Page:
Actor Jon Hamm and Apple CEO Tim Cook in Sept. 2018 (Photo by Justin Sullivan/Getty Images)
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Tech companies have long resisted the idea that they are media companies. They provide devices, software, and social media platforms to host content, but don't want to be seen as arbiters or curators of it.
Apple has no such qualms; there's simply too big a profit margin in software and services. The company has invested billions in original content over the past few years to stock its forthcoming video streaming service with original movies, series, and plenty of star power to sell consumers on paying for yet another monthly subscription.
Yesterday, Apple sent out invites for an "Apple special event" at the Steve Jobs Theater in Cupertino on March 25, where the company is widely expected to unveil its long-awaited streaming video service. The invite features a short black-and-white video with an old timey movie countdown to the Apple logo and the tagline "It's show time."
The service will offer original content developed by Apple as well as a channel-like interface allowing users to sign up for other streaming platforms, similar to the add-ons offered by Amazon Prime Video and Hulu. Everything will be viewable within the iOS TV app; iOS and Apple TV users will get access to Apple's original content for free, at least to start. The tech giant is also expected to launch a subscription news service building off its acquisition of Texture, described as a "Netflix for magazines."
On the streaming front, the company has more than two dozen shows and movies in development or production with several very big names, including a reported content deal with Oprah Winfrey and a major bidding war for the rights to new Peanuts content. Apple's shows will also reportedly be family-friendly; no sex, violence, or profanity.
Apple's original content lineup includes a morning-news drama starring Reese Witherspoon, Jennifer Aniston, and Steve Carell; children's programming from the producers of Sesame Street; a remake of Steven Spielberg's Amazing Stories; a sci-fi series from Battlestar Galactica showrunner Ron Moore; a drama series from La La Land and Whiplash director Damien Chazelle; a Sofia Coppola original film starring Bill Murray and Rashida Jones; and projects with Hollywood stars including Chris Evans, Jason Momoa, and Jennifer Garner attached.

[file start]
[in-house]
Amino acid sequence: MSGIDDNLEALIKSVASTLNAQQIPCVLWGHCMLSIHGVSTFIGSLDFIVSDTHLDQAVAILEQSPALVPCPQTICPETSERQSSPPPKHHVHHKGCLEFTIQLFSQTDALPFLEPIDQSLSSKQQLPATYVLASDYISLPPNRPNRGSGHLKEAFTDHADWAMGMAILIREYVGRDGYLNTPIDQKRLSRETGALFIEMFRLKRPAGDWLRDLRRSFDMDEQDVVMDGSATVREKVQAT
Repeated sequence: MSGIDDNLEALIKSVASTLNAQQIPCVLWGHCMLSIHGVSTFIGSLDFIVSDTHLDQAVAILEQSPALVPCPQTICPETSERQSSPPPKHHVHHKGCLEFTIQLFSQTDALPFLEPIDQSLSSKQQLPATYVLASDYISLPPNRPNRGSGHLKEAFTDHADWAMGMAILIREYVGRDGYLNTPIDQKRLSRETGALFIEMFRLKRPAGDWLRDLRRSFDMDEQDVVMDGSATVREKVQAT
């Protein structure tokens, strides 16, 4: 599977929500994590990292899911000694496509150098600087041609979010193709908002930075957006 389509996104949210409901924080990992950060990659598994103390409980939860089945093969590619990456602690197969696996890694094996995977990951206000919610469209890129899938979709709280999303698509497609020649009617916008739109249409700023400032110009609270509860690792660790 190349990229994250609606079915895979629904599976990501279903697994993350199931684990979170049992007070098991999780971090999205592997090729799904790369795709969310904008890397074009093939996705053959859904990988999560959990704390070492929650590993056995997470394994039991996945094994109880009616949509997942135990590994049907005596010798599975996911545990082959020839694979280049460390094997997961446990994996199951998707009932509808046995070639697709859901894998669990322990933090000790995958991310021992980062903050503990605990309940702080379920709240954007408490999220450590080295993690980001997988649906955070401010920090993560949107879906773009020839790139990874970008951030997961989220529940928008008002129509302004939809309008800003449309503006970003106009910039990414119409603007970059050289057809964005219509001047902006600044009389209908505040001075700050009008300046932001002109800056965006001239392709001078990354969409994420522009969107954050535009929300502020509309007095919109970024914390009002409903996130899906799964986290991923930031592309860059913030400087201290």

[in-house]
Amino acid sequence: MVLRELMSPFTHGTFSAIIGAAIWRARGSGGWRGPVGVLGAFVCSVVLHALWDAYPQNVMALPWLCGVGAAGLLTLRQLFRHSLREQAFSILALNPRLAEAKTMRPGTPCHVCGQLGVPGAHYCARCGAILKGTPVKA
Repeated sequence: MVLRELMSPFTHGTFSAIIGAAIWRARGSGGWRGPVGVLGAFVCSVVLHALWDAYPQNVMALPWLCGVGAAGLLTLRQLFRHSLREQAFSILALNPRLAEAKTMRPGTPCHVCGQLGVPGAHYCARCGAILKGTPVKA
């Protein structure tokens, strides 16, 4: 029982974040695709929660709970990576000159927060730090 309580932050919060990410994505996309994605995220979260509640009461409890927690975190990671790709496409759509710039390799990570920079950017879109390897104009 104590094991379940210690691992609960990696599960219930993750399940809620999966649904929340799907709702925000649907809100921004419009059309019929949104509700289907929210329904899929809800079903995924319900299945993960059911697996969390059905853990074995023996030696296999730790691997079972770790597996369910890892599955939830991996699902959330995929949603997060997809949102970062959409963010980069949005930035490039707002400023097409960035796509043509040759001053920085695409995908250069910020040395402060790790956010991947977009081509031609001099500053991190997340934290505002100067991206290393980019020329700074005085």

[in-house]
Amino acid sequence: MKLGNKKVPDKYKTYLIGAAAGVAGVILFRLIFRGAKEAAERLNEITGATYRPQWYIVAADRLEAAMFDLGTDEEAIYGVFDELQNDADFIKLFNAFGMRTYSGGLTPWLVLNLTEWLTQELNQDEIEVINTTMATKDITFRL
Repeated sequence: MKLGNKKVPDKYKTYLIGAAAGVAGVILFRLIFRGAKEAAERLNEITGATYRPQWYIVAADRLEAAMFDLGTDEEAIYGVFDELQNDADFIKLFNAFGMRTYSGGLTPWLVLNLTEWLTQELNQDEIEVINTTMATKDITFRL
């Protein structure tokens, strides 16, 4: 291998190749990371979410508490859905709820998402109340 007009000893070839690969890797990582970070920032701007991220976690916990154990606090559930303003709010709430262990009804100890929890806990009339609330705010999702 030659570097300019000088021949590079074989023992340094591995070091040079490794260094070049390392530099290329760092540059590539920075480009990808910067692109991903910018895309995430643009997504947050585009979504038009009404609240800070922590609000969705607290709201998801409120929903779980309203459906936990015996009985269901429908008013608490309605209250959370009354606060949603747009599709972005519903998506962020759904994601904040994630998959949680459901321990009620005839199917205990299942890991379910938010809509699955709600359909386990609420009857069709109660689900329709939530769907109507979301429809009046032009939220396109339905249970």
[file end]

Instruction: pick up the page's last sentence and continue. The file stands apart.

Thor: Ragnarok director Taiki Waititi is also adapting Terry Gilliam's sci-fi/fantasy classic Time Bandits as a TV series for Apple, Deadline reports.
A Tight Grip on iOS Content
Apple joins an increasingly crowded market. It will compete with existing online video powerhouses as well as upcoming streaming apps from Disney, AT&T-owned WarnerMedia, and Comcast-owned NBCUniversal.
Some companies and channels—including CBS/Showtime, Starz, and Viacom—have signed on to offer subscription services through Apple's platform. HBO is still in negotiations, CNBC reports, but Netflix, Hulu, and Amazon Video are not expected to participate.
Apple aims to bring an App Store-like gatekeeper approach to controlling streaming content on iOS devices, taking a 30 percent cut on every streaming app subscription through its service. That's a steep commission compared with the 15 percent it currently takes from streaming-service subscriptions through the App Store. The tech giant is demanding up to 50 percent from news publishers for its subscription Apple News service, The Wall Street Journal reports.
This strategy is part of Apple's broader push into software and services, which has made up more and more of the company's profits over the past several years amid stagnant hardware sales. Like Amazon, Apple owns its own data centers, so every new service it releases holds tantalizing profit margins. In addition to its video streaming and news services, the company is exploring a similar service for video games, Cheddar reports.
When you offer subscriptions for original video content, premium news sources, music streaming, and more, you're not just a technology provider anymore. Apple is about to officially become an entertainment and media company.
"I think entertainment's going to become a key element of Apple's business," said Jeffrey Cole, a Research Professor at the USC Annenberg School for Communication and Journalism, and Director of USC's Center for the Digital Future. "For them, spending $2 billion on [original content] is just dabbling. If they like what they see, I think they'll have a $10 billion budget."
PCMag will delve into this more in our April Digital Edition cover story: the old and new players, the war for original content, and where all of this leaves consumers. Check back in a few weeks for that.